NCAA Football

Arrion Springs’ wild career hasn’t slowed down his one-of-a-kind personality

September 15, 2017

If you ask any of Arrion Springs’ teammates what their best story about Springs is, they’ll all probably react the same way.

They’ll pause. They’ll smile. They’ll hold back a laugh.

And then they’ll pause again, while they really wrack their memory for just one story that stands above the rest. The challenge isn’t remembering; it’s picking the best one.

“He’s just a funny dude,” linebacker Troy Dye said. “I can come up with a bunch of stories.”

Those stories range from how Springs acts during practice and conditioning sessions to the time he bought a pair of geckos off of Craigslist (more on that later), and everything in between.   

As he would explain it, Springs has had a “rollercoaster” of a career at Oregon. He’s gone to a National Championship game and through a 4-8 season, which saw the only college head coach he’d played for get fired. He’s played under three defensive coordinators. He’s won, lost, and won back a starting job. He’ll graduate from Oregon after this season, with his eyes trained ahead onto what’s next. He’s hoping it’s the NFL.  

But to truly get an idea of who Springs is and how he ended up at this point, you need to start over 2,000 miles southeast of Eugene, in San Antonio, Texas.

Before he learned how to play football correctly, he had to learn how to walk correctly — a task that may seem menial, but for Springs it took months. He had a medical condition in his legs that caused extreme bowleggedness. He was so pigeon-toed that doctors had to fit him with metal leg braces that forced his legs to straighten while he slept.

As the years passed, Springs’ condition improved and quickly became a non-issue. By the time he entered high school, a healthy Springs was solely devoted to football.

Oregon Ducks defensive back Arrion Springs (1) tackles Oregon State Beavers wide receiver Victor Bolden Jr. (6). The Oregon Ducks play the Oregon State Beavers in the 120th Civil war at Reser Stadium in Corvallis, Ore. on Saturday, Nov. 26, 2016. (Kaylee Domzalski/Emerald)

Today, his size and agility make him an ideal cornerback. But back in high school, his size proved to be his biggest hindrance. It was also the deciding factor for him to switch from quarterback to defensive back.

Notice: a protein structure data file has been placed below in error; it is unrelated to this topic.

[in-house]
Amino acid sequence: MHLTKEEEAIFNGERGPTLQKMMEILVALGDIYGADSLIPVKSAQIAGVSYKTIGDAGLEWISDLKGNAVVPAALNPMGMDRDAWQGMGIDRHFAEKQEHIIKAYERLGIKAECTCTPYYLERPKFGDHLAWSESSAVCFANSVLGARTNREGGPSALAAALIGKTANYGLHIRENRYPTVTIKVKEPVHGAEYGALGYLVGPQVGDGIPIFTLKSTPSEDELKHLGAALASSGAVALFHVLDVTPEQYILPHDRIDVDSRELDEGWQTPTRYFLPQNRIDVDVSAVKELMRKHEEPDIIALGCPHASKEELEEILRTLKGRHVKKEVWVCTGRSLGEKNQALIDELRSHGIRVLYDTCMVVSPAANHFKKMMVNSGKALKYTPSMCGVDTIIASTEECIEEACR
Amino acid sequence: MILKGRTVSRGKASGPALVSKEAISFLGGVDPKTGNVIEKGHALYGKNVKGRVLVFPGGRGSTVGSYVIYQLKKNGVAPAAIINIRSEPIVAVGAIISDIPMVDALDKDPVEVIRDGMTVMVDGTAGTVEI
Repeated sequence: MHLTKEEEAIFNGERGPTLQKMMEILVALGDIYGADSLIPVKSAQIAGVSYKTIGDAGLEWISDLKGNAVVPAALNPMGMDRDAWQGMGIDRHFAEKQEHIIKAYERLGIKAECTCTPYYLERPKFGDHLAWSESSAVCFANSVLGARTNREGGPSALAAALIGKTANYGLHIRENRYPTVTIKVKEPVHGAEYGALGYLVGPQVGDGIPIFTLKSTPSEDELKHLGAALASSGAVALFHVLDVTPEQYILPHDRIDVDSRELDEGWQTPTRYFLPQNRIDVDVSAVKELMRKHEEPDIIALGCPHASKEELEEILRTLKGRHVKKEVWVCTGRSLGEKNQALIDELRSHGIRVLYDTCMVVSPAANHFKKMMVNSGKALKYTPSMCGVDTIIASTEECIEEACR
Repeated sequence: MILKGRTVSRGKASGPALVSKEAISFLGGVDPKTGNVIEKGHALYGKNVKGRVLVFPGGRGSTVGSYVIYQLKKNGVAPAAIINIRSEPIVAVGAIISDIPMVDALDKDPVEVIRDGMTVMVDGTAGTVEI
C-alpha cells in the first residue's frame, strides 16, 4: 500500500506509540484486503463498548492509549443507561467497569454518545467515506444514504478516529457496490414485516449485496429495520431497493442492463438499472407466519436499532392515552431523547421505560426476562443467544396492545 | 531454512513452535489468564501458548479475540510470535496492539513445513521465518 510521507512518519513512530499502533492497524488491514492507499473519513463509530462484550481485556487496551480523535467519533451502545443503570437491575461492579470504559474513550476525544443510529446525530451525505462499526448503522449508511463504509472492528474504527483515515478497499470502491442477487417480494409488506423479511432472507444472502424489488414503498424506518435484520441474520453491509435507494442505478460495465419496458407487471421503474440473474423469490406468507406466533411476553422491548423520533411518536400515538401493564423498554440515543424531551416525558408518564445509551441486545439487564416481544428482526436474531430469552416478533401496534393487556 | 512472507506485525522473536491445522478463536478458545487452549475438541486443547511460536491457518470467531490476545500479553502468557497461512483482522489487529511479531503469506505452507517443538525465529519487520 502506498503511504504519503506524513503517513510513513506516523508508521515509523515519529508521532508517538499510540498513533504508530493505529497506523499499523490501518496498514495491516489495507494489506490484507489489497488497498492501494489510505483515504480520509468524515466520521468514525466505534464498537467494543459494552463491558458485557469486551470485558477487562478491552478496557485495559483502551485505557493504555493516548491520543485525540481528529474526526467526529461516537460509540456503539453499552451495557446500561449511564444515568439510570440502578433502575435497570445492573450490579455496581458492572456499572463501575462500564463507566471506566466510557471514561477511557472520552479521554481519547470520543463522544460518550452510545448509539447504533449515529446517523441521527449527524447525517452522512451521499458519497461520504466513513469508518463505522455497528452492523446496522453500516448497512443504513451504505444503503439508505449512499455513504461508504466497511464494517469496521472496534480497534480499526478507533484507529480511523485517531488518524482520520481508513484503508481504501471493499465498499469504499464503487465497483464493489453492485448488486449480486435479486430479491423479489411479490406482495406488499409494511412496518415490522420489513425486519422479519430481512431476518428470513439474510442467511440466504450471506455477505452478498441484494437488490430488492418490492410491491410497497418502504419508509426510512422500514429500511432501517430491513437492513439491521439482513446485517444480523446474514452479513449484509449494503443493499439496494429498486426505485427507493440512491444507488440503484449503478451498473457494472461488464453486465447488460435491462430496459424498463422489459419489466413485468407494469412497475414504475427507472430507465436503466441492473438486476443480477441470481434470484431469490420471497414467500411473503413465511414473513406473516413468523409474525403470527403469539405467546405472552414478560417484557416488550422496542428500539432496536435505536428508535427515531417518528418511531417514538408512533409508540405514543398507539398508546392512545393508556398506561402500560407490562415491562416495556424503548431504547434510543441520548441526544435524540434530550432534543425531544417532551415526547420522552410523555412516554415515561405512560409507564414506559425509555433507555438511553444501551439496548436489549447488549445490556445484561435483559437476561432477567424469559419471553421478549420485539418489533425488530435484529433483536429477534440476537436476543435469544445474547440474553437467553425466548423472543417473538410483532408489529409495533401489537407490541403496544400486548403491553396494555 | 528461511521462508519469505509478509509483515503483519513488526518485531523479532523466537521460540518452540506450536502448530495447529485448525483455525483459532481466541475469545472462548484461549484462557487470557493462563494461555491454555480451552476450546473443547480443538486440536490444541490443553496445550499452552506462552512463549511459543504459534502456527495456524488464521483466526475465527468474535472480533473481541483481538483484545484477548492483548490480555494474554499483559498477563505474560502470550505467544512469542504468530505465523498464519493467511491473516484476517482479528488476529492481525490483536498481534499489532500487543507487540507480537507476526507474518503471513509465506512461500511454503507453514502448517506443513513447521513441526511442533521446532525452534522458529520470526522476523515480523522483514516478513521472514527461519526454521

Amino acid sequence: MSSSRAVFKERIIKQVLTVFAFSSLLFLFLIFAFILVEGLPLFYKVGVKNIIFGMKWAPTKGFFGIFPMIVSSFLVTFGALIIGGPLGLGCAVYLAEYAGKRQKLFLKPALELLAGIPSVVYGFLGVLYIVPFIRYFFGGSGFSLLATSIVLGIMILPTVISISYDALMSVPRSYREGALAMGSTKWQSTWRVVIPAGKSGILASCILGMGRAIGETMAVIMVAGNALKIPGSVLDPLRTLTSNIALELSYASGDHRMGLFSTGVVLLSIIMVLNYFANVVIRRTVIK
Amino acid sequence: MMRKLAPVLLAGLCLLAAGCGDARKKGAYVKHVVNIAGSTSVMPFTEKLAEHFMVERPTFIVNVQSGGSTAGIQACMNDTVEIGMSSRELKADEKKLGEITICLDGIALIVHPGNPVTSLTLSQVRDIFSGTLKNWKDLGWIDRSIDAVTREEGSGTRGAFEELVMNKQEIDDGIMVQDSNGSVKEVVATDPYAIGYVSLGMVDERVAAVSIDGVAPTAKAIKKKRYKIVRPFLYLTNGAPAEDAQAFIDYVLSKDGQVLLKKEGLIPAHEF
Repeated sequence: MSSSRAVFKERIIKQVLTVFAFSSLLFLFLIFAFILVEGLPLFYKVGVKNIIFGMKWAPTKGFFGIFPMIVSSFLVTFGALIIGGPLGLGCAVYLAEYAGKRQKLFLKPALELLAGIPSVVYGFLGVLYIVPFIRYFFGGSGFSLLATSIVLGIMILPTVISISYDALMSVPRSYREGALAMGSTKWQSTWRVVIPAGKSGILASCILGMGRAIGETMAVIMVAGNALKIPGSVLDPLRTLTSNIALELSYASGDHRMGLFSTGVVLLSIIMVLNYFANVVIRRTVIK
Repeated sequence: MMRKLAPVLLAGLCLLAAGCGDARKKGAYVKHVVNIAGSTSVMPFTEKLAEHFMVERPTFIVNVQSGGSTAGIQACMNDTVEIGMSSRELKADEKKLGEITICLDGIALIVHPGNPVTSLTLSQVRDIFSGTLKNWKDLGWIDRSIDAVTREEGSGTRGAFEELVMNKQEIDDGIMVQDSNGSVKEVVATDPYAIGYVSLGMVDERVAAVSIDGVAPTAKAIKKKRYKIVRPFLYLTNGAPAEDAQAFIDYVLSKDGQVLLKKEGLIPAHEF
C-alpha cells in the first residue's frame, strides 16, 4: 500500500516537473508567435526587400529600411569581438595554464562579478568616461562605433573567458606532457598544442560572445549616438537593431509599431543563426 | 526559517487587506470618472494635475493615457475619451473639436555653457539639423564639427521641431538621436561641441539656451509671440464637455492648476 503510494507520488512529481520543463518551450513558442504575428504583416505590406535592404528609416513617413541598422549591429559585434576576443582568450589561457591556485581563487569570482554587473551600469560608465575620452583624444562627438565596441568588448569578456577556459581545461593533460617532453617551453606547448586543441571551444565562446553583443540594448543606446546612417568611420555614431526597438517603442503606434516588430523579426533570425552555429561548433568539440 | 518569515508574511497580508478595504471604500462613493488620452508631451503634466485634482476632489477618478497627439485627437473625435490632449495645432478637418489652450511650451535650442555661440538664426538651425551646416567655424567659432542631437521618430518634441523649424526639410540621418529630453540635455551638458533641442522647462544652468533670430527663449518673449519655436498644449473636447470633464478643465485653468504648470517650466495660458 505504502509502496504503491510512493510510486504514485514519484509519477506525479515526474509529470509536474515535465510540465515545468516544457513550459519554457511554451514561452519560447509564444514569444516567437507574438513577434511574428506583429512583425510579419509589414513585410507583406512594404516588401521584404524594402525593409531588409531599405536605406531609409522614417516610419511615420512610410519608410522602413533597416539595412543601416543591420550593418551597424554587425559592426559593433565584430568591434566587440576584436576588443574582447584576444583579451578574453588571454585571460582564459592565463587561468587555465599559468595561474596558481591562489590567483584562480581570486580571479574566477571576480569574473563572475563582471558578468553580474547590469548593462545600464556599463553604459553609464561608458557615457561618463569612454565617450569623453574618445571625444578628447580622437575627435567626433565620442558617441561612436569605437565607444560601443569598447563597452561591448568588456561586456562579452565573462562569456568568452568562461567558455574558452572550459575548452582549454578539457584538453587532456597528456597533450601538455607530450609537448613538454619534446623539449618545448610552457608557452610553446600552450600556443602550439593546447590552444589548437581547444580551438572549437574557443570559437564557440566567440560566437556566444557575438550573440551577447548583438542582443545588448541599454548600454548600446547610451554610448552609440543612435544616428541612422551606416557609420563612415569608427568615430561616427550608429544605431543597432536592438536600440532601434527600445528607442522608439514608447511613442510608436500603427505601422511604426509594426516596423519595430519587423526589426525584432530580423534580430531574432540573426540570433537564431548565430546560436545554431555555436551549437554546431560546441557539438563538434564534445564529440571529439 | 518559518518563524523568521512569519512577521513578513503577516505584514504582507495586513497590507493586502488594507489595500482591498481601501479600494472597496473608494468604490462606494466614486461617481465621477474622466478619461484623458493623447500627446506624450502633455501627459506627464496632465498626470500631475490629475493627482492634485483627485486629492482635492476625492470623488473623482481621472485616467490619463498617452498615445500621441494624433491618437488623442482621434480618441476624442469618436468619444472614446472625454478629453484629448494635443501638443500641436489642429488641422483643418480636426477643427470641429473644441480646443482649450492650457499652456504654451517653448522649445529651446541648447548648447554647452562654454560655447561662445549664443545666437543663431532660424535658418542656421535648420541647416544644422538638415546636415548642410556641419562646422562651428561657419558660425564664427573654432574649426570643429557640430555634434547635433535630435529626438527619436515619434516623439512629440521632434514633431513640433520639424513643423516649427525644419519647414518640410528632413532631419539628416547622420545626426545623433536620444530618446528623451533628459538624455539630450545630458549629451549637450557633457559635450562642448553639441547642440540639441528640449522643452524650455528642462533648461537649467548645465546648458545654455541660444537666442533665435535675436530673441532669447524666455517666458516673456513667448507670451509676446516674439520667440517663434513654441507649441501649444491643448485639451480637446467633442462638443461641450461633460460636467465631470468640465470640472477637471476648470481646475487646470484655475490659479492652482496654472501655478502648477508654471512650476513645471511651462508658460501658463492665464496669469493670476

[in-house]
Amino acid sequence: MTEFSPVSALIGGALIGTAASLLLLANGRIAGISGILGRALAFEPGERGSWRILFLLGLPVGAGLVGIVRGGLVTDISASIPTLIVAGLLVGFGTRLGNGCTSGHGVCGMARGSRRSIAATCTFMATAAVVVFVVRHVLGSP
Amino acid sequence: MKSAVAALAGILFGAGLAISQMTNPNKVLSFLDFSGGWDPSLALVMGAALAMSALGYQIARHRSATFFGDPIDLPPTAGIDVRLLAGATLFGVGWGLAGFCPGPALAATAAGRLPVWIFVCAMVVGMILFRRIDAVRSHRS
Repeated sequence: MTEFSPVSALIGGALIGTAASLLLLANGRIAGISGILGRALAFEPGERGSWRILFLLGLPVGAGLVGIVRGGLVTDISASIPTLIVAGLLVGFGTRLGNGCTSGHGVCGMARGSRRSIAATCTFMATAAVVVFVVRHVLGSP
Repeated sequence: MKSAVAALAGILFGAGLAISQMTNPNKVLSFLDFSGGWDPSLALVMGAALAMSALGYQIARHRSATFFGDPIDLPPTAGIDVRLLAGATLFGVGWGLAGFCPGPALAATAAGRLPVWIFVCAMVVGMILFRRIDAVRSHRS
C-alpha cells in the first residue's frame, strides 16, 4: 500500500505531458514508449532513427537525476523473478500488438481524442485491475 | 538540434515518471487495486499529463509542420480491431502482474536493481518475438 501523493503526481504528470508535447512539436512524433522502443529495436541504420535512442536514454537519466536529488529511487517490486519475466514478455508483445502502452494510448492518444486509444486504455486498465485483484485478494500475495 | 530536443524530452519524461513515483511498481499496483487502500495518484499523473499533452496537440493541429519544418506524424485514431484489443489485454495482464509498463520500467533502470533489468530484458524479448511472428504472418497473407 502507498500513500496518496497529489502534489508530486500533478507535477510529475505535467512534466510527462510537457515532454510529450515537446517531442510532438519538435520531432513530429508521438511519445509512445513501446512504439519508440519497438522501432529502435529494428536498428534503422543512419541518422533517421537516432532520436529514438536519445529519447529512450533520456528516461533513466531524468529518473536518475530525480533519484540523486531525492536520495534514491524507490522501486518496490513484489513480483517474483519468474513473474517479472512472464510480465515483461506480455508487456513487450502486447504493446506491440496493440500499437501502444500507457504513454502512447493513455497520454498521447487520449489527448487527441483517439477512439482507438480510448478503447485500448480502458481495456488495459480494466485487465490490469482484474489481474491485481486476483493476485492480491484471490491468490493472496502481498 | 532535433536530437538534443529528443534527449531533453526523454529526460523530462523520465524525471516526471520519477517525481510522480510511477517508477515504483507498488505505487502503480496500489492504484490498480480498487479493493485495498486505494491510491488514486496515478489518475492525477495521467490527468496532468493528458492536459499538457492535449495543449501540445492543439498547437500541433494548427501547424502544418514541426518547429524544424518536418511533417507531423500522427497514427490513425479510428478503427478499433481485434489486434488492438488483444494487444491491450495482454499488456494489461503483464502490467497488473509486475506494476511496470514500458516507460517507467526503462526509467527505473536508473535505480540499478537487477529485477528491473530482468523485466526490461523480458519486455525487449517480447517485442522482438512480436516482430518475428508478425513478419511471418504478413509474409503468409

The switch worked as he excelled as a defensive back. The recruiting letters began to pour in from blue blood football programs like Florida State, Texas, Oklahoma, USC and Clemson, just to name a few.

By his junior year of high school, Oregon had jumped into the mix. Former Oregon secondary coach John Neal took the lead on recruiting Springs, and the two meshed well.

But Neal revealed that he almost dropped Springs from his recruiting boards his junior year when Neal perceived there to be an issue with Springs’ grades.

It turned out that Springs was enrolled in several college-level classes his junior year. His grades began to slip because of the advanced workload. Neal, unaware of the advanced classes that Springs was taking, thought that he was simply slacking off in his classes.

But with a couple phone calls, and a discussion with the counselor at Roosevelt High School, Springs set the record straight.

“It gave me a lot of confidence in him that he was in there with all the straight-A students and he was competing and had enough courage to call me and explain that to me,” Neal said. “This is a kid that’s going into his senior year in high school when all this is being figured out, and I almost made a huge mistake on him, but he was the one who straightened me out. I’ve always thanked him for that because that was a really cool thing he did as a really confident kid.”

Springs arrived in Eugene in 2014, a season removed from an 11-2 season where Oregon posted the 13th best scoring defense in the country.